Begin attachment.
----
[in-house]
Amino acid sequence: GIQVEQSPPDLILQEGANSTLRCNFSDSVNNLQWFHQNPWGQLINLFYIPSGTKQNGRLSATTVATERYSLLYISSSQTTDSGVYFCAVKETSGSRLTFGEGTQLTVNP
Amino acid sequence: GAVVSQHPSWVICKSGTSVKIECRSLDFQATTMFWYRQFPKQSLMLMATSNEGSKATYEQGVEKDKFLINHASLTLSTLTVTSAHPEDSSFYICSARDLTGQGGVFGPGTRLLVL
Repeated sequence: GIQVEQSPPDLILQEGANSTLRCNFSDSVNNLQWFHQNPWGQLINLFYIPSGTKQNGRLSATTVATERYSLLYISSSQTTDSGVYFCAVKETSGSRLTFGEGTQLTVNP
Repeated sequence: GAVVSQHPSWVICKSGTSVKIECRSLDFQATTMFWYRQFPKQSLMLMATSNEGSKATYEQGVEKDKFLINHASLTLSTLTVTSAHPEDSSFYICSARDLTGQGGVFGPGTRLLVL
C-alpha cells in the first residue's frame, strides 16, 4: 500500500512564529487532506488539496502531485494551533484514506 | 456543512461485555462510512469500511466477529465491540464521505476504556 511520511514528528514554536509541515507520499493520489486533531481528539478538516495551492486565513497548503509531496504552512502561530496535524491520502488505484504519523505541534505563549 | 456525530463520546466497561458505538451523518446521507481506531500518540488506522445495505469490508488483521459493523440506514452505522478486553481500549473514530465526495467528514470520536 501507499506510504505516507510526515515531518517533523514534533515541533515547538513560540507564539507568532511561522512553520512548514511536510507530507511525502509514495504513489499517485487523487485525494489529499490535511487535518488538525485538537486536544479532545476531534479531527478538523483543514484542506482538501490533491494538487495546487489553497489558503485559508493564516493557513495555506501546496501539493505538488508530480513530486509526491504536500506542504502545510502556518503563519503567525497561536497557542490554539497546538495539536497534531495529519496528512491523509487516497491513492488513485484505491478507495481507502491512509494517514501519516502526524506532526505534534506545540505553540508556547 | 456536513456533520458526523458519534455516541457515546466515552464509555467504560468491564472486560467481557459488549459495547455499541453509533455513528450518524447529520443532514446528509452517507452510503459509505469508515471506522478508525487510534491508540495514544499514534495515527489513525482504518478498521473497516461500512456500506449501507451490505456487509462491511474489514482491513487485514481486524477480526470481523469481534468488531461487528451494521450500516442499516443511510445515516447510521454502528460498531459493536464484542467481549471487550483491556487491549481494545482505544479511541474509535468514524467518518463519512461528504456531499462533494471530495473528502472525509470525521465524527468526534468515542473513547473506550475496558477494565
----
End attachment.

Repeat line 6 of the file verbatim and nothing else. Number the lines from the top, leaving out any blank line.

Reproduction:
C-alpha cells in the first residue's frame, strides 16, 4: 500500500512564529487532506488539496502531485494551533484514506 | 456543512461485555462510512469500511466477529465491540464521505476504556 511520511514528528514554536509541515507520499493520489486533531481528539478538516495551492486565513497548503509531496504552512502561530496535524491520502488505484504519523505541534505563549 | 456525530463520546466497561458505538451523518446521507481506531500518540488506522445495505469490508488483521459493523440506514452505522478486553481500549473514530465526495467528514470520536 501507499506510504505516507510526515515531518517533523514534533515541533515547538513560540507564539507568532511561522512553520512548514511536510507530507511525502509514495504513489499517485487523487485525494489529499490535511487535518488538525485538537486536544479532545476531534479531527478538523483543514484542506482538501490533491494538487495546487489553497489558503485559508493564516493557513495555506501546496501539493505538488508530480513530486509526491504536500506542504502545510502556518503563519503567525497561536497557542490554539497546538495539536497534531495529519496528512491523509487516497491513492488513485484505491478507495481507502491512509494517514501519516502526524506532526505534534506545540505553540508556547 | 456536513456533520458526523458519534455516541457515546466515552464509555467504560468491564472486560467481557459488549459495547455499541453509533455513528450518524447529520443532514446528509452517507452510503459509505469508515471506522478508525487510534491508540495514544499514534495515527489513525482504518478498521473497516461500512456500506449501507451490505456487509462491511474489514482491513487485514481486524477480526470481523469481534468488531461487528451494521450500516442499516443511510445515516447510521454502528460498531459493536464484542467481549471487550483491556487491549481494545482505544479511541474509535468514524467518518463519512461528504456531499462533494471530495473528502472525509470525521465524527468526534468515542473513547473506550475496558477494565